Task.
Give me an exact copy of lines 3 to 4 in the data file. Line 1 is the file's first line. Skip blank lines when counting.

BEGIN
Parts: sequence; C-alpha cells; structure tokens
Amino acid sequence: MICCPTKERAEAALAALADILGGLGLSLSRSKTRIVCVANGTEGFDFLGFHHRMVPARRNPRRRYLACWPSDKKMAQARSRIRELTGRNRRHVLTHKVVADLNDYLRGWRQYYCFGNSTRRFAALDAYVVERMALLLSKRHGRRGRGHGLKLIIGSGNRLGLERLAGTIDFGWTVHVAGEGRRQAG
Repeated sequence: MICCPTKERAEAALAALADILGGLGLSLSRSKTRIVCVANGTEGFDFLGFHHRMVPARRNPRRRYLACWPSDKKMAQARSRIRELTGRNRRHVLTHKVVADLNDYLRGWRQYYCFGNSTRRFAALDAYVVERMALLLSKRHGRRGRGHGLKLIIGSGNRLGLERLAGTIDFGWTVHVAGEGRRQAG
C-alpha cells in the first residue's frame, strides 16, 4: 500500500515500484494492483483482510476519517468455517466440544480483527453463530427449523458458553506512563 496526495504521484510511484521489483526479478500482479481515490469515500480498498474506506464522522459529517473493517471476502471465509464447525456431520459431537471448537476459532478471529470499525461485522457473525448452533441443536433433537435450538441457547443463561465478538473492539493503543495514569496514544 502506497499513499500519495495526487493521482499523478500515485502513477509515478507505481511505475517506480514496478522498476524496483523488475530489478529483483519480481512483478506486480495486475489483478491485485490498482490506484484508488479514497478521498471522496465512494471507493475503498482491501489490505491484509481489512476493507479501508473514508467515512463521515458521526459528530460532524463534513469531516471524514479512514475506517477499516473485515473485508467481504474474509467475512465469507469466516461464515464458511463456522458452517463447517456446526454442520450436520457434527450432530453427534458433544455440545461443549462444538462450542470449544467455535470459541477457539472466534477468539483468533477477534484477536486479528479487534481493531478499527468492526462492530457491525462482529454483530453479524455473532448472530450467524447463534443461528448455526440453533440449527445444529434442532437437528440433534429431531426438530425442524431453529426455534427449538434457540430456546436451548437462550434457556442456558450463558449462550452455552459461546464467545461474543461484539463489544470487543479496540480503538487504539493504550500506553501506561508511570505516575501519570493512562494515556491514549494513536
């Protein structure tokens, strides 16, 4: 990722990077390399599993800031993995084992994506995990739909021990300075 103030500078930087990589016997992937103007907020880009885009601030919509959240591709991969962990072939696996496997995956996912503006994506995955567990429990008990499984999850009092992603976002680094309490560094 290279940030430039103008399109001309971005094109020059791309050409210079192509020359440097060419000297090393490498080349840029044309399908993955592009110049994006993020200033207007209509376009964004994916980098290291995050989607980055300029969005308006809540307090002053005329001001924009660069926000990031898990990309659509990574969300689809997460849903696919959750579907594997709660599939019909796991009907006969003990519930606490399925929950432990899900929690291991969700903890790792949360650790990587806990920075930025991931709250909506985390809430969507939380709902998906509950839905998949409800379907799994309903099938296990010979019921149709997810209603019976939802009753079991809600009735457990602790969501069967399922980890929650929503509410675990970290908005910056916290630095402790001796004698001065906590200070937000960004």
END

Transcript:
Repeated sequence: MICCPTKERAEAALAALADILGGLGLSLSRSKTRIVCVANGTEGFDFLGFHHRMVPARRNPRRRYLACWPSDKKMAQARSRIRELTGRNRRHVLTHKVVADLNDYLRGWRQYYCFGNSTRRFAALDAYVVERMALLLSKRHGRRGRGHGLKLIIGSGNRLGLERLAGTIDFGWTVHVAGEGRRQAG
C-alpha cells in the first residue's frame, strides 16, 4: 500500500515500484494492483483482510476519517468455517466440544480483527453463530427449523458458553506512563 496526495504521484510511484521489483526479478500482479481515490469515500480498498474506506464522522459529517473493517471476502471465509464447525456431520459431537471448537476459532478471529470499525461485522457473525448452533441443536433433537435450538441457547443463561465478538473492539493503543495514569496514544 502506497499513499500519495495526487493521482499523478500515485502513477509515478507505481511505475517506480514496478522498476524496483523488475530489478529483483519480481512483478506486480495486475489483478491485485490498482490506484484508488479514497478521498471522496465512494471507493475503498482491501489490505491484509481489512476493507479501508473514508467515512463521515458521526459528530460532524463534513469531516471524514479512514475506517477499516473485515473485508467481504474474509467475512465469507469466516461464515464458511463456522458452517463447517456446526454442520450436520457434527450432530453427534458433544455440545461443549462444538462450542470449544467455535470459541477457539472466534477468539483468533477477534484477536486479528479487534481493531478499527468492526462492530457491525462482529454483530453479524455473532448472530450467524447463534443461528448455526440453533440449527445444529434442532437437528440433534429431531426438530425442524431453529426455534427449538434457540430456546436451548437462550434457556442456558450463558449462550452455552459461546464467545461474543461484539463489544470487543479496540480503538487504539493504550500506553501506561508511570505516575501519570493512562494515556491514549494513536